When it comes to sober-living homes, it seems there is a reflexive urge to throw the baby out with the bathwater. In Costa Mesa, home to the second-highest number of licensed drug rehabilitation centers per capita in the state, residents’ exasperation with the industry is understandable, but, as in all things, some flexibility is important.
The Costa Mesa City Council, therefore, made the right decision last week when it exercised discretion in regulating the city’s sober-living homes.
“Citing a good track record and good standing in the community, the council voted 3-2 on Tuesday, June 20, to exempt Gregg Ohlhaver, owner of Keystone Sober Living at 2152 Raleigh St., from a city ordinance that requires a 650-foot buffer between sober-living homes,” the Register reported.
Ohlhaver has operated since 2004, but was denied a special use permit because of his proximity to two state-licensed facilities, which are outside the city’s control, that opened after him.
It is true that bad actors, and their proliferation under Obamacare, have given the industry a bad name, but good sober-living homes are an important stop on the path to sobriety. And, by all accounts, Ohlhaver seems to run a good facility.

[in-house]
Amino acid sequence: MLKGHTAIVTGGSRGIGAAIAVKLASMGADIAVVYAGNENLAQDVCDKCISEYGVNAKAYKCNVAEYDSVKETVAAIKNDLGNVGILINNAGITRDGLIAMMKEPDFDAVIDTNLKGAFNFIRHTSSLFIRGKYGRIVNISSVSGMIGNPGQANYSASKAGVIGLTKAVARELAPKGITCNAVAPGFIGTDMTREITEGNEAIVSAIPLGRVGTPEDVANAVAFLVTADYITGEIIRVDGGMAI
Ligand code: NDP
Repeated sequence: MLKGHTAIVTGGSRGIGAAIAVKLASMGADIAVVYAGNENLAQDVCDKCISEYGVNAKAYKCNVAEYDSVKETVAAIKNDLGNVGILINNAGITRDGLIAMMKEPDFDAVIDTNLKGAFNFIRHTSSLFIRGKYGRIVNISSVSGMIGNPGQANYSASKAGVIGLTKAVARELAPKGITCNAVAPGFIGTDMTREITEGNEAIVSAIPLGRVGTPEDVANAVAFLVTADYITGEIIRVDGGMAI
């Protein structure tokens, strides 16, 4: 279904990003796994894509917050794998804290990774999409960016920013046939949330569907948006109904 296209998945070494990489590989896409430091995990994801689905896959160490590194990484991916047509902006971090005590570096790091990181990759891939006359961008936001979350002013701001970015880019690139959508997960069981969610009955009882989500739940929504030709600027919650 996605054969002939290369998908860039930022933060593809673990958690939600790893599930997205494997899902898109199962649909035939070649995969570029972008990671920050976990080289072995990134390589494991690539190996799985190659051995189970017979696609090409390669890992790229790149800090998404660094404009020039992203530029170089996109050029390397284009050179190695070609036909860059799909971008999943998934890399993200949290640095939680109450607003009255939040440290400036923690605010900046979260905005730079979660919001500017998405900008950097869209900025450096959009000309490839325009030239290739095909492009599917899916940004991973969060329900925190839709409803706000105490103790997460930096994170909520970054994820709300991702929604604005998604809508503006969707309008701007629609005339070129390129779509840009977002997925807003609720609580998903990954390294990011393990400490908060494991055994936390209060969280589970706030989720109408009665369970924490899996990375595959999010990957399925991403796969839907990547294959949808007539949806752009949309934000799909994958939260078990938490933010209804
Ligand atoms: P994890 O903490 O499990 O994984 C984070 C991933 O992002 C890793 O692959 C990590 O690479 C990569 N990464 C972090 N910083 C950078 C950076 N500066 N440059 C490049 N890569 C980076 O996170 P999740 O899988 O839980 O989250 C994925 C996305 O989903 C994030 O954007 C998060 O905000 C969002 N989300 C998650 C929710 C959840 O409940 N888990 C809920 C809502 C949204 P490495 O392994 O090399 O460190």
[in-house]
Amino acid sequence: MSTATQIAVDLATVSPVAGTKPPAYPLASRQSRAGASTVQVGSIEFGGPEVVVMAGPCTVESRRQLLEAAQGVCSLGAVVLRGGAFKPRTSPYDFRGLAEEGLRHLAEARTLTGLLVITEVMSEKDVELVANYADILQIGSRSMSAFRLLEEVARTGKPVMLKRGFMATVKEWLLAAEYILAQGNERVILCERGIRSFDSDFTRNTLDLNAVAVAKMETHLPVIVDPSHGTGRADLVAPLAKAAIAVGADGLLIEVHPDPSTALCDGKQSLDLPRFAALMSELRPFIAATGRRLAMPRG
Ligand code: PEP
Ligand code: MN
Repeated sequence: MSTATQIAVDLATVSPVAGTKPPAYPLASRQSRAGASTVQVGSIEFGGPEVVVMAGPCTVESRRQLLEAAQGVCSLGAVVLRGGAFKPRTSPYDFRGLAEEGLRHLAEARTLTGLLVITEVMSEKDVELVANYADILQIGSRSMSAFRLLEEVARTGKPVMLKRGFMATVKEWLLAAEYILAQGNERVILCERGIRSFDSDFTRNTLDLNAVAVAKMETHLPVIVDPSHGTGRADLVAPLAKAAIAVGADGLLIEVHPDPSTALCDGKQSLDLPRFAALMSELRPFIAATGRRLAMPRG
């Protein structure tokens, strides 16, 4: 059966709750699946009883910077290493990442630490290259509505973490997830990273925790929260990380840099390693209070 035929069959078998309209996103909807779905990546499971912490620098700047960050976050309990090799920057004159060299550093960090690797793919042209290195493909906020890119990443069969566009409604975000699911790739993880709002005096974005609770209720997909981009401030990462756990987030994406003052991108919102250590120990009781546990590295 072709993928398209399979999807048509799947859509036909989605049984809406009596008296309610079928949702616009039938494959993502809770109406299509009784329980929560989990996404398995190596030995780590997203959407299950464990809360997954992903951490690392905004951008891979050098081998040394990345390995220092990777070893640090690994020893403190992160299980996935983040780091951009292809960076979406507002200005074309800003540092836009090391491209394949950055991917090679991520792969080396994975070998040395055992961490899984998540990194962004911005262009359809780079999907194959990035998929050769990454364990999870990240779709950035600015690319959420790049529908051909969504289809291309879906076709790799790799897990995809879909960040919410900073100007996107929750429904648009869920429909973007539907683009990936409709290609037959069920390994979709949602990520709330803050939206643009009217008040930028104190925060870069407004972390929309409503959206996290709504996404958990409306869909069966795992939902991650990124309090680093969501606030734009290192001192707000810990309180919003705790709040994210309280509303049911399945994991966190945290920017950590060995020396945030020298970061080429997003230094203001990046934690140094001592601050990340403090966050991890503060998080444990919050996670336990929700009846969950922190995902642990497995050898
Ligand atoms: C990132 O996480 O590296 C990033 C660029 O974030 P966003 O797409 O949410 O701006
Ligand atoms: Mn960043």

“Most of the speakers during the public comment portion of the meeting spoke in support of Ohlhaver, saying he is an anomaly in an industry full of operators only interested in the bottom line,” the Register reported.
There is a strong parallel here with short-term rentals. As with short-term rentals, it is important that residents who live near these facilities have their property rights respected. But that doesn’t grant neighbors a blanket veto on other property owners, especially when those owners are operating in good faith, as Ohlhaver seems to have done.
And, while attempting to thwart the oversaturation of neighborhoods may be a necessary response to the explosion in sober-living homes in recent years, driving the good out with the bad is not.